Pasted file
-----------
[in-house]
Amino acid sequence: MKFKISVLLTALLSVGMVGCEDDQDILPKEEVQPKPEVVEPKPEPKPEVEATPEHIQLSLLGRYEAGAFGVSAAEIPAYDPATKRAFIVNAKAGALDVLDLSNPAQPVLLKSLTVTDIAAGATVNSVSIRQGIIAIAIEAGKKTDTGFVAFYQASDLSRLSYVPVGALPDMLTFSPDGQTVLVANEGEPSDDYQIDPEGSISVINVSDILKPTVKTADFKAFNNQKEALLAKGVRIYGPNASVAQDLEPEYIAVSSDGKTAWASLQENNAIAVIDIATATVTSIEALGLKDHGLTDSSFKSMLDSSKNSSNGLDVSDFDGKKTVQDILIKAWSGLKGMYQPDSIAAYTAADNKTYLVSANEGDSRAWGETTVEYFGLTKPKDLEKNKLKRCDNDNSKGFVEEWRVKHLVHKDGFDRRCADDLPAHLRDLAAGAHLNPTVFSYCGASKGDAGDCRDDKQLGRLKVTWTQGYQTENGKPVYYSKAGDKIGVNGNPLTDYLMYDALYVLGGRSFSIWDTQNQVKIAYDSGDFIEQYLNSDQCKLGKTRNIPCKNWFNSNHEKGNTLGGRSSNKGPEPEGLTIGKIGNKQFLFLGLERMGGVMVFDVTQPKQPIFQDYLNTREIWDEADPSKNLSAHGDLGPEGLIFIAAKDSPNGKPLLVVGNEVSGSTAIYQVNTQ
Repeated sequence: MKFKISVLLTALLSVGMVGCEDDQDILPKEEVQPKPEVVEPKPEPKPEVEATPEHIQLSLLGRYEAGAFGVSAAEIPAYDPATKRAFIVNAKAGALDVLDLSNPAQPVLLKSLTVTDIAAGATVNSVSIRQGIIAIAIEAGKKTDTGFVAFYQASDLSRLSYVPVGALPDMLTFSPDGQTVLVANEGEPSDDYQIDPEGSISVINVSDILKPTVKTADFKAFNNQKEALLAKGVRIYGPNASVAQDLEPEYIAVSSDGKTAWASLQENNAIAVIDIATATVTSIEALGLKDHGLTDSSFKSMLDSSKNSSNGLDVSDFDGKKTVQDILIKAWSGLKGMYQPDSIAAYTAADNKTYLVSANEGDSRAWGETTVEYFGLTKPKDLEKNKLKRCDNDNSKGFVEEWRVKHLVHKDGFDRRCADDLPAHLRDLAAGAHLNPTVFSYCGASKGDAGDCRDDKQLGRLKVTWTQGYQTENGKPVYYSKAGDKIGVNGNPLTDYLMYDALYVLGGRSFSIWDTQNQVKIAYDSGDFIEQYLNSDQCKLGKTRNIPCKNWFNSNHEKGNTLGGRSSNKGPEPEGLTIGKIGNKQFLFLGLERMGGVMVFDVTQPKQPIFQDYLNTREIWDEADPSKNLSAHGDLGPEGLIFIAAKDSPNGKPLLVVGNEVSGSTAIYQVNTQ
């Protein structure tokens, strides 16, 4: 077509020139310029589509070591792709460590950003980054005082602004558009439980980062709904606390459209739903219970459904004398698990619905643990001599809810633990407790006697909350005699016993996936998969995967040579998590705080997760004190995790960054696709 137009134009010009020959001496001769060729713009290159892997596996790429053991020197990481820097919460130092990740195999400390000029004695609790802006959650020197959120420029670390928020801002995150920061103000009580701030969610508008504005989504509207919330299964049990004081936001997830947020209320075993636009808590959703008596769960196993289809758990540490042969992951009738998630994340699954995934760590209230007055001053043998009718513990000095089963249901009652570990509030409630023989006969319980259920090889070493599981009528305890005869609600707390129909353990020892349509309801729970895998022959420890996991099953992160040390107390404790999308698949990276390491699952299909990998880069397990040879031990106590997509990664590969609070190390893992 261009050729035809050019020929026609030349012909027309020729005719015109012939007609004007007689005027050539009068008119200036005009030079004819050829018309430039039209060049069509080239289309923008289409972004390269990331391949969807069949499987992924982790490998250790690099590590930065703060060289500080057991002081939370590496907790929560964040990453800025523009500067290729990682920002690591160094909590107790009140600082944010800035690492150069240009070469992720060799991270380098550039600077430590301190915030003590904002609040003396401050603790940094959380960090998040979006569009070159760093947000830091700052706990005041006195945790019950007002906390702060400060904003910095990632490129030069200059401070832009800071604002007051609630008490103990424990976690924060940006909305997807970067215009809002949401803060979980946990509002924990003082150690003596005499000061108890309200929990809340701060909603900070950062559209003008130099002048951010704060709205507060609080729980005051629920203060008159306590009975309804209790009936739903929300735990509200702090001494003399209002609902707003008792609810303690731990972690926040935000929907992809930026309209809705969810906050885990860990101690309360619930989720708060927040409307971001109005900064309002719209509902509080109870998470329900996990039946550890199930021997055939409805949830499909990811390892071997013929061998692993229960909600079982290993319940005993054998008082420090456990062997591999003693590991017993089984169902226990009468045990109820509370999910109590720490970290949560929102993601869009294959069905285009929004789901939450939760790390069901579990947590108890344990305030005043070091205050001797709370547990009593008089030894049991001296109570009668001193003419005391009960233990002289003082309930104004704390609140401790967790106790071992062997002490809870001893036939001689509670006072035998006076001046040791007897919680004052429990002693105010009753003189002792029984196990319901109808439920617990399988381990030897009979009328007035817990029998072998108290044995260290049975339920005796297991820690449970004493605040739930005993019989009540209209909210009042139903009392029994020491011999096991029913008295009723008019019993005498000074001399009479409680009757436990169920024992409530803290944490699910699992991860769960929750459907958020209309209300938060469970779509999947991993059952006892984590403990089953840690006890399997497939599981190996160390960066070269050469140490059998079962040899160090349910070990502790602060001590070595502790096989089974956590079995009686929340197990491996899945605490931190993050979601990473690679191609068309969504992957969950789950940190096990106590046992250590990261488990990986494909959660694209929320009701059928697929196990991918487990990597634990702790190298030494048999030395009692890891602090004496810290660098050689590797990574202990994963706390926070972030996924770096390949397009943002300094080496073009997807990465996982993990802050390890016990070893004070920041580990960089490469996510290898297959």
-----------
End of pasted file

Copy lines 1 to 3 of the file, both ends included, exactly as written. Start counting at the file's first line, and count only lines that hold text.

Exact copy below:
[in-house]
Amino acid sequence: MKFKISVLLTALLSVGMVGCEDDQDILPKEEVQPKPEVVEPKPEPKPEVEATPEHIQLSLLGRYEAGAFGVSAAEIPAYDPATKRAFIVNAKAGALDVLDLSNPAQPVLLKSLTVTDIAAGATVNSVSIRQGIIAIAIEAGKKTDTGFVAFYQASDLSRLSYVPVGALPDMLTFSPDGQTVLVANEGEPSDDYQIDPEGSISVINVSDILKPTVKTADFKAFNNQKEALLAKGVRIYGPNASVAQDLEPEYIAVSSDGKTAWASLQENNAIAVIDIATATVTSIEALGLKDHGLTDSSFKSMLDSSKNSSNGLDVSDFDGKKTVQDILIKAWSGLKGMYQPDSIAAYTAADNKTYLVSANEGDSRAWGETTVEYFGLTKPKDLEKNKLKRCDNDNSKGFVEEWRVKHLVHKDGFDRRCADDLPAHLRDLAAGAHLNPTVFSYCGASKGDAGDCRDDKQLGRLKVTWTQGYQTENGKPVYYSKAGDKIGVNGNPLTDYLMYDALYVLGGRSFSIWDTQNQVKIAYDSGDFIEQYLNSDQCKLGKTRNIPCKNWFNSNHEKGNTLGGRSSNKGPEPEGLTIGKIGNKQFLFLGLERMGGVMVFDVTQPKQPIFQDYLNTREIWDEADPSKNLSAHGDLGPEGLIFIAAKDSPNGKPLLVVGNEVSGSTAIYQVNTQ
Repeated sequence: MKFKISVLLTALLSVGMVGCEDDQDILPKEEVQPKPEVVEPKPEPKPEVEATPEHIQLSLLGRYEAGAFGVSAAEIPAYDPATKRAFIVNAKAGALDVLDLSNPAQPVLLKSLTVTDIAAGATVNSVSIRQGIIAIAIEAGKKTDTGFVAFYQASDLSRLSYVPVGALPDMLTFSPDGQTVLVANEGEPSDDYQIDPEGSISVINVSDILKPTVKTADFKAFNNQKEALLAKGVRIYGPNASVAQDLEPEYIAVSSDGKTAWASLQENNAIAVIDIATATVTSIEALGLKDHGLTDSSFKSMLDSSKNSSNGLDVSDFDGKKTVQDILIKAWSGLKGMYQPDSIAAYTAADNKTYLVSANEGDSRAWGETTVEYFGLTKPKDLEKNKLKRCDNDNSKGFVEEWRVKHLVHKDGFDRRCADDLPAHLRDLAAGAHLNPTVFSYCGASKGDAGDCRDDKQLGRLKVTWTQGYQTENGKPVYYSKAGDKIGVNGNPLTDYLMYDALYVLGGRSFSIWDTQNQVKIAYDSGDFIEQYLNSDQCKLGKTRNIPCKNWFNSNHEKGNTLGGRSSNKGPEPEGLTIGKIGNKQFLFLGLERMGGVMVFDVTQPKQPIFQDYLNTREIWDEADPSKNLSAHGDLGPEGLIFIAAKDSPNGKPLLVVGNEVSGSTAIYQVNTQ